Eco first described a categorisation of translation types that he did not agree with but that had been gaining some acceptance in academia. The lectures he gave at Oxford in 2002, and which constitute the core content of this book, were written with the intention of addressing, "...the exaggeratedly indulgent idea of translation that charmed some of my students and colleagues."

The categorisation was:

Interpretation - which would include paraphrasing

Translation from one language to another

Intersemiotic Translation/Transmutation - e.g. adapting a book to a film, or creating a piece of music to represent a painting

Eco's lectures demonstrate how Interpretation and Intersemiotic Translation cannot be regarded as true translation. With his natural wit and aplomb, Eco produces examples that expose the weaknesses of the arguments for these two activities to be described as translation.

While this description of the book's topic sounds fairly dull, I must say the execution is far from dull.

I was a little concerned that my lack of linguistic skill would be a problem for my reading this book. While the book includes some examples involving English, Spanish, Italian, German and French, these examples did not dominate the text and Eco gave explanations of the points he was making that minimised the amount of meaning I was missing.

The book focuses mostly on the situations that cause difficulties for translators and these are described in often humorous ways. He also discusses the acceptable and unacceptable approaches adopted by translators for addressing such situations.

Eco has a chapter on translating poetry. He described poetry as the touchstone for translation as it contains every difficulty and dilemma a translator will face. Not only does it have the problem of determining what the words mean and what effect the poet was trying to create, but it also brings in issues of rhythm, rhyme, and meter.

It was in the chapter on poetry that Eco referenced Dorothy L Sayers. She would have been pleased at his mention. Rather than being remembered for her Lord Peter Wimsey novels, Sayers wanted to be remembered for what she regarded as her greatest achievement: her translation of Dante's Inferno. It is this work that Eco references. She would have been pleased that his mentioned her translation was to express surprise that it had not been included in a famous critical work on the various translations of the Inferno.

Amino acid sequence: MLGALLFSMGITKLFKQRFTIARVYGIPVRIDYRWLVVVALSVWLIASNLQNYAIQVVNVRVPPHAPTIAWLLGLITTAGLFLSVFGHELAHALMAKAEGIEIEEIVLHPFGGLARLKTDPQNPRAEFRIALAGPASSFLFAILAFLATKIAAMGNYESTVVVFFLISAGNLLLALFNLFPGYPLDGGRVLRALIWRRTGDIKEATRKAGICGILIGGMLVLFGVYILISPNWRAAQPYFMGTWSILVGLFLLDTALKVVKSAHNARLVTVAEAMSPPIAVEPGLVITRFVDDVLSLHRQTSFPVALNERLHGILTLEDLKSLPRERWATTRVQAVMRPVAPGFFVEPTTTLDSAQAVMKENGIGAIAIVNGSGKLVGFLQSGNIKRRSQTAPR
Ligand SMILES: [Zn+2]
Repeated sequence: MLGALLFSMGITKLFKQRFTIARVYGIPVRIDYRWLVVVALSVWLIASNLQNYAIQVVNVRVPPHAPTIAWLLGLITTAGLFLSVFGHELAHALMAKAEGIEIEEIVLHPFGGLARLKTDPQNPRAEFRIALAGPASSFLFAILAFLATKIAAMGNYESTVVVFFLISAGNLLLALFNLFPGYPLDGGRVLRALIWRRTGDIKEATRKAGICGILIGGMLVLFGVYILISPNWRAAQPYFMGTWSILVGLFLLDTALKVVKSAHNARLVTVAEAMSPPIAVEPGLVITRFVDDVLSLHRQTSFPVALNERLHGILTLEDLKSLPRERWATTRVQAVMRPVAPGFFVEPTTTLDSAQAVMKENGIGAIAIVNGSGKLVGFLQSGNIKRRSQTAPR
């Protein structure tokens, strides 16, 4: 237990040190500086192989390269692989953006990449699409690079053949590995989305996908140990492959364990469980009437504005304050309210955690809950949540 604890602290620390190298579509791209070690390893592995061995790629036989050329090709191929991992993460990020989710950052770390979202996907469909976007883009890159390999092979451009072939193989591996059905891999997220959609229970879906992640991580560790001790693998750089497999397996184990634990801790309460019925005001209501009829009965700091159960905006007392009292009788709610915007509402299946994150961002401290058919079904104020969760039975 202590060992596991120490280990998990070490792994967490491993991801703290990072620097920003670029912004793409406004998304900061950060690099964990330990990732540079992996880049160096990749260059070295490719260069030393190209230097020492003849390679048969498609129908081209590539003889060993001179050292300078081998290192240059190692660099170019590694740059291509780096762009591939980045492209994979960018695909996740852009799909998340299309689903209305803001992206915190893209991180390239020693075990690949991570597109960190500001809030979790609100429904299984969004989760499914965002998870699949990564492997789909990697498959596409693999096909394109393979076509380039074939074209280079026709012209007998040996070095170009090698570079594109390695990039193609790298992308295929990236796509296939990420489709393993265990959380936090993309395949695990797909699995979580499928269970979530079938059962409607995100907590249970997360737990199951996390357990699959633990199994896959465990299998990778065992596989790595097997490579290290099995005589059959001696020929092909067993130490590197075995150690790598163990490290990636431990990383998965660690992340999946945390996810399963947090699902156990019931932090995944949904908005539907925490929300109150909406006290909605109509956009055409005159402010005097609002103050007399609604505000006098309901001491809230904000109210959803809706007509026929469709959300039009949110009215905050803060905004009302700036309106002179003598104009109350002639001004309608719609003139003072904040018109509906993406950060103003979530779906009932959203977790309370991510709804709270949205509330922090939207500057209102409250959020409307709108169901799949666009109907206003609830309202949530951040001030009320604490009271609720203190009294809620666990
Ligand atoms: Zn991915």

As a polyglot, a philosopher, a bibliophile, an expert on semiotics, an author who has had his works translated into many languages, and as a translator of works himself, Umberto Eco was ideally suited to write a book on the difficulties of translation. ( )
3 vote pgmcc | Apr 10, 2016 |
This is a subject I just find endlessly fascinating.

Eco's theme in this book is that translation (particularly literary translation) is a "negotiation" between what you might call the 'letter' and the 'spirit' of the original. For example, the book's title refers to Eco's attempt to translate the scene in Hamlet where Hamlet stabs Polonius behind a curtain, saying "How now? A rat? Dead, for a ducat, dead!".

Eco says he translated 'rat' as 'topo', which in Italian actually means mouse, because they don't really have a word that means 'rat' in the same sense. Of course, this misses the wordplay of 'rat' as someone who is a betrayer.

The book is mainly a series of similar examples, many taken from translations of Eco's own works. His writing is especially difficult in this respect, since it is full of allusions, both subtle and obvious, to all kinds of other literature and popular culture.

Mouse or Rat doesn't exactly break new ground in this field (Douglas Hofstadter's Le ton Beau de Marot covers similar ideas and also tells an affecting love story at the same time; I recommend it highly), but I could read examples like this pretty much endlessly.

The only problem I had is that you really need a working knowledge of all the languages used to get the full effect, but even my meager knowledge of German/French/Spanish/Italian was enough to get the idea. ( )
  JenneB | Apr 2, 2013 |
A series of lectures reworked as chapters on the problems of translation. Eco's theme of "negotiation" is a very useful one, allowing him to take a less dogmatic path than usually staked out by those who haven't actually tried to translate anything, while still actually saying something about the subject - quite a lot, in fact.
Similar in many ways to Hofstadter's ideas (Le Ton Beau de Marot, the first thing to read for those interested in translation) but much more concise and addressed from, perhaps, another angle. ( )
1 vote kiparsky | Aug 24, 2007 |